Monday, October 26, 2009

On matters of faith

I've recently been reading the afterwords of Kratman's upcoming novel, The Toluriad, and discussing it a bit here and here. Also, oddly enough, a brief bit of SPAM, not of the electronic variety. Weird.

Anyway, it resulted in some interesting lines of thought on my part. Specifically on the nature of the Science vs. Religion debate, which is ridiculous to say the very least, which led me to pondering the thinking of atheists. Specifically, non-militant, non-agnostic atheists. Which led to an interesting observation. There don't seem to be too many of them.

Of course, the sample set was highly self-limiting seeing as it was composed only of friends of mine. Turns, out, at least among my friends, that those I'd always considered straight-up atheists turn into agnostics when engaged in serious conversation on the topic. I certainly don't intend that, or anything else in this post, to sound insulting to agnostics or atheists in general. Just certain ones.

Thing is, it seems the common thread is that they don't really know with certainty one way or another, but they really doubt the existence of a God. Fair enough.

Seeing as there is no proof that God, or any supernatural being(s), exists and no way to proof He(she/it/they) doesn't exist (basic scientific principle: you cannot prove a universal negative*) any solid stance on the subject requires faith. That's an easy concession for me, as having faith is kind of part and partial to the whole Christian experience and any other religion I can think of, but I remain exceedingly curious what a more, er, devout(?) atheist would have to say on the subject.

I am, unfortunately, endlessly familiar with what an anti-theist, or militant atheist if you prefer, has to say on the subject of faith. It generally combines a string of variations on, "You don't know anything about science!**" and a litany of the misdeeds performed by any person who had any religious leanings whatsoever. As I generally refuse to entertain vitriol as a serious contribution to a debate, especially on such a contentious subject, I pretty much discount anything I hear from that crowd.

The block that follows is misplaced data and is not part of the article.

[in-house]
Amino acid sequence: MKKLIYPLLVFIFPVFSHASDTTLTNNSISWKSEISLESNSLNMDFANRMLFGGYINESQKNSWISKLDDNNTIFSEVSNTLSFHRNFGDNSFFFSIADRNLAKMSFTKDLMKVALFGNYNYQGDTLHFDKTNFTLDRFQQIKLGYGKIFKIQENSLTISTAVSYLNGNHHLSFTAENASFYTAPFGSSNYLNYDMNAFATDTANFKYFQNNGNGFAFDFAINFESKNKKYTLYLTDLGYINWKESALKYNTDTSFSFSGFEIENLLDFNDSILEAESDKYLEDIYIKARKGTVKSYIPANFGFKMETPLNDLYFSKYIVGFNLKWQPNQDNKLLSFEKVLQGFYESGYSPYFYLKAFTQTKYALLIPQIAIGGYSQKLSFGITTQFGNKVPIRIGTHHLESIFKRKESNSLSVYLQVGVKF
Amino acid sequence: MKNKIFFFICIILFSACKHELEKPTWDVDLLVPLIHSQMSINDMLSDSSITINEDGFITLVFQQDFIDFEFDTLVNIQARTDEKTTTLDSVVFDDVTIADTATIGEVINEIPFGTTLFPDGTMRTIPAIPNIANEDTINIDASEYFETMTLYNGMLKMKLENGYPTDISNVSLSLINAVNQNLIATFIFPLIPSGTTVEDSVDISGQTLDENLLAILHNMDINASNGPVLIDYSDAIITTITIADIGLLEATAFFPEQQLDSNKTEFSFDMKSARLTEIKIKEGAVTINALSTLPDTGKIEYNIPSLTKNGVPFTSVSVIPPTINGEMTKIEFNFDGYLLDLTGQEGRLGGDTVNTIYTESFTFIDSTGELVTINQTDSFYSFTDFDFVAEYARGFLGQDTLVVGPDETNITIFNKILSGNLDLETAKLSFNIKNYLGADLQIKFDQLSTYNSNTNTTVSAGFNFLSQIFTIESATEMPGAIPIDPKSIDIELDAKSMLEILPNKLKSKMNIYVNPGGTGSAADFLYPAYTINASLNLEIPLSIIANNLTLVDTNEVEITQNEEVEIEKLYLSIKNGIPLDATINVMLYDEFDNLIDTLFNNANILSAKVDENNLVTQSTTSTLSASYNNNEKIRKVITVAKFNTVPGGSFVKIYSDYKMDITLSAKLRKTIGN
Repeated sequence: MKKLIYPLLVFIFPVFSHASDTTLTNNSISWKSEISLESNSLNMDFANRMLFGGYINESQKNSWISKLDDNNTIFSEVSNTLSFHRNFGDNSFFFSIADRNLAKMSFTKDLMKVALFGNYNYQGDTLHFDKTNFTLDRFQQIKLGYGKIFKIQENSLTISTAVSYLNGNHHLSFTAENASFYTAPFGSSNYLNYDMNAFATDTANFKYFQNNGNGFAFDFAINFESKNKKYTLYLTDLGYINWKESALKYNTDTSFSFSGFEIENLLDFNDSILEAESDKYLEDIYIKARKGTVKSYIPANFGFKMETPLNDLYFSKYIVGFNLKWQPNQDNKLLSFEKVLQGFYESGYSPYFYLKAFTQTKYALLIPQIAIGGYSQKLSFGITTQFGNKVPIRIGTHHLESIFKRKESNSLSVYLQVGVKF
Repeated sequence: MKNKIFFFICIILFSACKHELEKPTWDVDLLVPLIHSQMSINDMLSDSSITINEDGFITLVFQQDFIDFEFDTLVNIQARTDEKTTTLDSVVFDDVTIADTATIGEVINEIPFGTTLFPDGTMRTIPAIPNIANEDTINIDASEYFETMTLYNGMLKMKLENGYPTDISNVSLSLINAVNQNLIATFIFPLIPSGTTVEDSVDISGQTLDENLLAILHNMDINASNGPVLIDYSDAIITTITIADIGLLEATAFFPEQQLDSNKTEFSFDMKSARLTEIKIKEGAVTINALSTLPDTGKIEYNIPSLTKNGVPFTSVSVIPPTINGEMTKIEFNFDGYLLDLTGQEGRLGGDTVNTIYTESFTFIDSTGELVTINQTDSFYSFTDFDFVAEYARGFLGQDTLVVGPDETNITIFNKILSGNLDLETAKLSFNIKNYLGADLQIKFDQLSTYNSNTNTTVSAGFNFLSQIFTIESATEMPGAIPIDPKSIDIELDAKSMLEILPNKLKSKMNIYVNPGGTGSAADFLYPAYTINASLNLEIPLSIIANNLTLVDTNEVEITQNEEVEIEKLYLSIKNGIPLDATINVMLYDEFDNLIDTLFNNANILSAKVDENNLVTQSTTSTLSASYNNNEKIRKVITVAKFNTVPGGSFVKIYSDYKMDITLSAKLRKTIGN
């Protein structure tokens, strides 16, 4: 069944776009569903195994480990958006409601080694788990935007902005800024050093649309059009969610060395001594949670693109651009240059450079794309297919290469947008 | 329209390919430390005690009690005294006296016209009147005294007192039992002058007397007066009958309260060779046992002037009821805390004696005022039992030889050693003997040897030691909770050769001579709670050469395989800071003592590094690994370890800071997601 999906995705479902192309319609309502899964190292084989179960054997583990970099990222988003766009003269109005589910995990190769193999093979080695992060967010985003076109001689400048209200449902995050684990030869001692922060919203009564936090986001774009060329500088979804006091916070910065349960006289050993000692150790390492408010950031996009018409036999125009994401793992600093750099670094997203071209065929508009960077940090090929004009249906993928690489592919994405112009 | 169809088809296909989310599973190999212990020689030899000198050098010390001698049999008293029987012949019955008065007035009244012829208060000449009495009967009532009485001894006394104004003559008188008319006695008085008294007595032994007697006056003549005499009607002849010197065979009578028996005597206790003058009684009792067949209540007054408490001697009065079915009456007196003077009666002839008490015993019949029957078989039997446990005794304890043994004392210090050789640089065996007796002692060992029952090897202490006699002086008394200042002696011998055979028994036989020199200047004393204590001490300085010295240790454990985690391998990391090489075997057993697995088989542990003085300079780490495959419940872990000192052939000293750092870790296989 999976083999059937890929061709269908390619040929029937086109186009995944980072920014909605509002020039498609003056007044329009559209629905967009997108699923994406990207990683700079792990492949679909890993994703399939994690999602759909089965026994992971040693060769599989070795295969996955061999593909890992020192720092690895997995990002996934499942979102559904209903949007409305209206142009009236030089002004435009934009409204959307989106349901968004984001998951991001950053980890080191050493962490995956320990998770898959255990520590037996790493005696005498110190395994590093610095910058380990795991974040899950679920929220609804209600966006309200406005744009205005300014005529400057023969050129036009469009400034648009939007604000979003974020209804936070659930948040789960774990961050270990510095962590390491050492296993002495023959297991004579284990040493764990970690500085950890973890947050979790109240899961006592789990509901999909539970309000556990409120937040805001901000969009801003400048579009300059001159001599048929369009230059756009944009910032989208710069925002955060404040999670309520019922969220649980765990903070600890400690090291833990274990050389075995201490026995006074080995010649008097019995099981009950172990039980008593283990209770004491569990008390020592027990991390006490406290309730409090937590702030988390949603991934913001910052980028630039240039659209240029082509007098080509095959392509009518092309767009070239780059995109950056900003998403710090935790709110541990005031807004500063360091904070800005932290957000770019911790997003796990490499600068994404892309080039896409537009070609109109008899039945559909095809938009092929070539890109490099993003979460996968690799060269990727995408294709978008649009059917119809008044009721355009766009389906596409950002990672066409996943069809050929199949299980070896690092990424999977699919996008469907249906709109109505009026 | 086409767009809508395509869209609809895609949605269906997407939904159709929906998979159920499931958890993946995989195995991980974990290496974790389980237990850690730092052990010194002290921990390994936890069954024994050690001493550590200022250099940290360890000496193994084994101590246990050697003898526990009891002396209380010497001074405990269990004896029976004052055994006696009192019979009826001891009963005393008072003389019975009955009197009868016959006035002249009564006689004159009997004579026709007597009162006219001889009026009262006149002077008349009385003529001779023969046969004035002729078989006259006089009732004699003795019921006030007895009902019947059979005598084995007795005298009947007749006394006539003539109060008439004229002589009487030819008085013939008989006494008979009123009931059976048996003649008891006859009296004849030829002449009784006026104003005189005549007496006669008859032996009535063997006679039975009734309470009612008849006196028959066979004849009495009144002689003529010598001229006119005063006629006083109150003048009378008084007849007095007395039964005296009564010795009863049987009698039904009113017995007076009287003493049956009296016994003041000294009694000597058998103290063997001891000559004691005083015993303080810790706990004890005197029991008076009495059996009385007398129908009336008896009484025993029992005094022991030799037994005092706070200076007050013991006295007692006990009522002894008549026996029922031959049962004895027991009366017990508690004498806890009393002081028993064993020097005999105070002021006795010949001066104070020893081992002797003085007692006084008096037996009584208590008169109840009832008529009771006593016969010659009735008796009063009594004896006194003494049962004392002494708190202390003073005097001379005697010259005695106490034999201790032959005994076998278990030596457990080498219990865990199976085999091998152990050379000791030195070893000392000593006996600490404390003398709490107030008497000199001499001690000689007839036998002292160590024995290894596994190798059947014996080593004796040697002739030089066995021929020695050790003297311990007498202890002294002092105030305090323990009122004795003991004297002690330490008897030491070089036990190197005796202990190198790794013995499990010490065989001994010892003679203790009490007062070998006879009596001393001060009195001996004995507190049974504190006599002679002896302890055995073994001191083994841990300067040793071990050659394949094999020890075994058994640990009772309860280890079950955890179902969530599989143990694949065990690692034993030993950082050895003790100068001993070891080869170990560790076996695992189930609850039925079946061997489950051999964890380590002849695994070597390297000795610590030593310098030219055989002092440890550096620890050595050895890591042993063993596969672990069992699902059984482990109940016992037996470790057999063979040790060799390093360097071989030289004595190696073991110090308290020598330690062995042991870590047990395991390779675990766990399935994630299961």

I will listen if someone uses logic and presents an actual coherent argument for the absence of the supernatural, I don't class those as anti-theists. Thing is, I've never actually encountered that.

* While one can infer the presence of a universal negative and feel pretty darn confident about the conclusion (ie. All cats are animals, therefore no cats are non-animals) it is not a certain thing. Using the above example, what if we met a race of sentient cats? Then it becomes a matter of how does one define a cat, an animal, or both.

Going off that, unless one can observe the entire universe simultaneously, a universal negative cannot be proven. The possibility always remains that somewhere beyond current knowledge, the thing posited to not exist may indeed be doing so.

** Indeed? Having already covered universal negatives, how about we delve into logic? Do a search on Pascal's Gambit. Good stuff. Remember, as one of the fathers of computer science, Pascal was a card carrying member of the science community.

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